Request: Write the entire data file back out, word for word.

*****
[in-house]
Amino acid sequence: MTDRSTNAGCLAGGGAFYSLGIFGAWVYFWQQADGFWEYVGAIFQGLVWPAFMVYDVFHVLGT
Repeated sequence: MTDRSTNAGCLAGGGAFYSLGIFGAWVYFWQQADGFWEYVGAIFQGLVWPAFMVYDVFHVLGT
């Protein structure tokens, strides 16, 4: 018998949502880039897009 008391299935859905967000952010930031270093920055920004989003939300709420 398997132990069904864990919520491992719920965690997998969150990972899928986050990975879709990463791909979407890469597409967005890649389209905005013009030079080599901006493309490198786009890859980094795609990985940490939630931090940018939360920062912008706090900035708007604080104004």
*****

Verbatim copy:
[in-house]
Amino acid sequence: MTDRSTNAGCLAGGGAFYSLGIFGAWVYFWQQADGFWEYVGAIFQGLVWPAFMVYDVFHVLGT
Repeated sequence: MTDRSTNAGCLAGGGAFYSLGIFGAWVYFWQQADGFWEYVGAIFQGLVWPAFMVYDVFHVLGT
């Protein structure tokens, strides 16, 4: 018998949502880039897009 008391299935859905967000952010930031270093920055920004989003939300709420 398997132990069904864990919520491992719920965690997998969150990972899928986050990975879709990463791909979407890469597409967005890649389209905005013009030079080599901006493309490198786009890859980094795609990985940490939630931090940018939360920062912008706090900035708007604080104004």